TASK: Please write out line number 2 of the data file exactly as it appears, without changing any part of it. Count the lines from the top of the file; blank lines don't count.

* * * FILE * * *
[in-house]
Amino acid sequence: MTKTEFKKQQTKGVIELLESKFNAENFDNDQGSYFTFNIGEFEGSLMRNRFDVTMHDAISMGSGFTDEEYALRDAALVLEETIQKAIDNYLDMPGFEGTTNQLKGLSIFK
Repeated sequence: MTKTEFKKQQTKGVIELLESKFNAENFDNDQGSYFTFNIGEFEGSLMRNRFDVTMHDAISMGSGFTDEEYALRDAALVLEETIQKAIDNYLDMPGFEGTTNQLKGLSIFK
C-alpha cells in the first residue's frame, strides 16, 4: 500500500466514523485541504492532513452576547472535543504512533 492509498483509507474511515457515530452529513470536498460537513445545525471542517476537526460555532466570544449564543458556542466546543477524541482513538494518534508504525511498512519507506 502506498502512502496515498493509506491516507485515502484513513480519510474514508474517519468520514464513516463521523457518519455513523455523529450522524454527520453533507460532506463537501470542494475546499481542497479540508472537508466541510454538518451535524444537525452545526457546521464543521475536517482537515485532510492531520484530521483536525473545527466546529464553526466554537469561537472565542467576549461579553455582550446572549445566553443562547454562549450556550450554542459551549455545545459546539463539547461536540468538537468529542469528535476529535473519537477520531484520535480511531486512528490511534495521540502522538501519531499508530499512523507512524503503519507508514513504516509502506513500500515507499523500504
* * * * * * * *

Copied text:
Amino acid sequence: MTKTEFKKQQTKGVIELLESKFNAENFDNDQGSYFTFNIGEFEGSLMRNRFDVTMHDAISMGSGFTDEEYALRDAALVLEETIQKAIDNYLDMPGFEGTTNQLKGLSIFK